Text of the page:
It’s clear that the class has an ethos of altruism, which seems to spring from the Grand Challenges Initiative, a two-year project that involves all incoming first-year students in Schmid College of Science and Technology and Fowler Engineering. In the initiative, small teams work with mentors to take on some of society’s most pressing problems. Creative, community-focused thinking thrives.

That approach has become so much a part of the 3D printing course that it earned an unofficial name: “3D Printing for Good.”

Sanika helps with a costume.
Sabrina Toubbeh ’19, left, and Sanika Pandit ’21 deliver a Halloween costume made by Fowler Engineering students to Higher Ground participant Isabella Echeveste.

“Mostly I stand around with mouth agape, watching these students,” says Humphreys, instructor for the 3D printing class. “I think it comes back to the democratization of the process. Each of them feels empowered by having a printer, and they feel like they can make a difference in someone’s life, whether it’s with a Halloween costume, the prosthetics or with the PPE’s. I’ve never seen anything like this.”

With tools of learning so close, “everyone can engage”

In the spirit of the 3D printing course, this fall Fowler Engineering is introducing a new course for first-year students – Engineering 101, designed to develop core competency in principles of design thinking as well as project management, electronics and embedded systems.

“It’s a course that typically would run in a laboratory on site,” Dean Lyon said. “But now we know what tools we can have the students maintain in their own homes or residence hall rooms so they can use them safely.”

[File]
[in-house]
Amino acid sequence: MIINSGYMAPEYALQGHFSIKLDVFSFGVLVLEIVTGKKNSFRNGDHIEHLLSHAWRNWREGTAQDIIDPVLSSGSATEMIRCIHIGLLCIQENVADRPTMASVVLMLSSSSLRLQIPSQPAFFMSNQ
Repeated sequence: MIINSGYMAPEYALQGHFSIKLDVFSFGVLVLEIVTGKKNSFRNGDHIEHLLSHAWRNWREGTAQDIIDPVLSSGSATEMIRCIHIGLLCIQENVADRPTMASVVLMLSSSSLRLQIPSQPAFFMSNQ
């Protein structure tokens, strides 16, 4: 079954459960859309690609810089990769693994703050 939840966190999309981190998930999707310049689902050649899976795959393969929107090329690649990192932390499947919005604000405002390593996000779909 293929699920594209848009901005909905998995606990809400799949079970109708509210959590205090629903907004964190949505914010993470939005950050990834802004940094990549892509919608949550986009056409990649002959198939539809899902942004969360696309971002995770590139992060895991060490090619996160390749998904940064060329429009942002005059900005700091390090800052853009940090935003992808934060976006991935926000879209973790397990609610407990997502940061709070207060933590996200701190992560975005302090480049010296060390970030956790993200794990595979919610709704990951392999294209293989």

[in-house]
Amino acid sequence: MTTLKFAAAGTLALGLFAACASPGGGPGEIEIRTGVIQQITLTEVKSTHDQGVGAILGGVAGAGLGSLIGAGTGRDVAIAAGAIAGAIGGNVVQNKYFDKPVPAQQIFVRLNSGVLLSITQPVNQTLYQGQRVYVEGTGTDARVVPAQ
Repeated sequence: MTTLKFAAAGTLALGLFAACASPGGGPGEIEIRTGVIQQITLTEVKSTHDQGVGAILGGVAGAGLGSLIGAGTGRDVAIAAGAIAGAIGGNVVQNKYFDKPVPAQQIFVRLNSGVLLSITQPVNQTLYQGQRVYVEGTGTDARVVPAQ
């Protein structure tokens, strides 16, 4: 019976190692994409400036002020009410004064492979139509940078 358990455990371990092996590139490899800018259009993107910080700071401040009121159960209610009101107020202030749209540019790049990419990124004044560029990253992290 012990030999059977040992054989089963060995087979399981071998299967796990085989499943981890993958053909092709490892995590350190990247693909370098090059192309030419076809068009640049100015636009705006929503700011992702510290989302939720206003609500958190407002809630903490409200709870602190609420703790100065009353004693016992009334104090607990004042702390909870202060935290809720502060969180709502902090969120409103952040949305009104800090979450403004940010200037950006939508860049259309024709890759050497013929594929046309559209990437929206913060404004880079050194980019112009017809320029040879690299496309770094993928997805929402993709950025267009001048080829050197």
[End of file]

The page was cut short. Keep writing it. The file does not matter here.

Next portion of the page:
For instance, by providing each student with a solderless breadboard – a standard electronics tool for creating prototypes of circuits – class members will have an expanded chance to create and test their circuits before using software to lay out a design for a printed circuit board.

An image taken with an electron microscope shows a copper filament for 3D printing.
An image captured by Sanika Pandit ’21 using a powerful microscope shows a copper filament used in 3D printing.

“The cost of doing something meaningful and high-level has dropped,” Lyon said. “It means that everyone can engage – almost anyone can have a 3D printer, almost anyone can have an Arduino microcontroller [programmable circuit board and software used to write and upload computer code].”

Using such an approach, students “without any training in robotics can figure out how to build a robot in their garage,” Lyon added. “We had students in our Grand Challenges Initiative build a perfectly functional Fitbit heart monitor from scratch.”

“I came out of the class feeling like a full-fledged engineer.”

For Pandit, the 3D printing class was transformative. She came to it as a biology major who works in Lyon’s nanotechnology research lab but who said she “felt like an imposter” among engineering students.

“I came out of the class feeling like a full-fledged engineer,” she said. “It gave me the confidence to take the leap as a double major in computer science.”

During the spring semester, she served as a student instructor for the 3D printing class, which also attracted majors in history and art. Pandit developed an interest in materials imaging, so she asked to use the school’s electron microscope to capture images of 3D printing filaments that include embedded fibers of carbon, metal and fiberglass.

“Most universities would say, ‘No, that’s for grad students.’ Instead, the message to her was go grab as many materials as you can,” Humphreys said. “Now we have these phenomenal images that help us better understand the materials we’re using.”

Pandit says that everything about her Fowler Engineering experience has been welcoming and empowering.

“We’re given the tools to explore – to find out what’s out there, what we like and what we can do,” she said. “I wouldn’t trade the experience for the world.”